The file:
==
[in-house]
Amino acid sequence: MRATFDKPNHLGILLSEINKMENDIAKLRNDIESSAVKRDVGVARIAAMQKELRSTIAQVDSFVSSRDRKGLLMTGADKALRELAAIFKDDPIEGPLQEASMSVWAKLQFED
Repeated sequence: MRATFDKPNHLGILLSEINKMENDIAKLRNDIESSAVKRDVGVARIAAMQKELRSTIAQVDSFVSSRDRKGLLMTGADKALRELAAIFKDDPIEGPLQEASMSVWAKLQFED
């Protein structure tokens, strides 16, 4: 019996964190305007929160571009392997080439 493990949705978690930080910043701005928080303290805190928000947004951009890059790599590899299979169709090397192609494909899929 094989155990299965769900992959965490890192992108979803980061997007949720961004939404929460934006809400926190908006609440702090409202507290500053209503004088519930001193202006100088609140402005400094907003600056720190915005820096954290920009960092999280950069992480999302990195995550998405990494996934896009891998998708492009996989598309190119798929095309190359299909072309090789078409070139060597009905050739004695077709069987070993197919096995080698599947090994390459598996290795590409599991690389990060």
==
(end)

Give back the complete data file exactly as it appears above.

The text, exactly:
[in-house]
Amino acid sequence: MRATFDKPNHLGILLSEINKMENDIAKLRNDIESSAVKRDVGVARIAAMQKELRSTIAQVDSFVSSRDRKGLLMTGADKALRELAAIFKDDPIEGPLQEASMSVWAKLQFED
Repeated sequence: MRATFDKPNHLGILLSEINKMENDIAKLRNDIESSAVKRDVGVARIAAMQKELRSTIAQVDSFVSSRDRKGLLMTGADKALRELAAIFKDDPIEGPLQEASMSVWAKLQFED
């Protein structure tokens, strides 16, 4: 019996964190305007929160571009392997080439 493990949705978690930080910043701005928080303290805190928000947004951009890059790599590899299979169709090397192609494909899929 094989155990299965769900992959965490890192992108979803980061997007949720961004939404929460934006809400926190908006609440702090409202507290500053209503004088519930001193202006100088609140402005400094907003600056720190915005820096954290920009960092999280950069992480999302990195995550998405990494996934896009891998998708492009996989598309190119798929095309190359299909072309090789078409070139060597009905050739004695077709069987070993197919096995080698599947090994390459598996290795590409599991690389990060």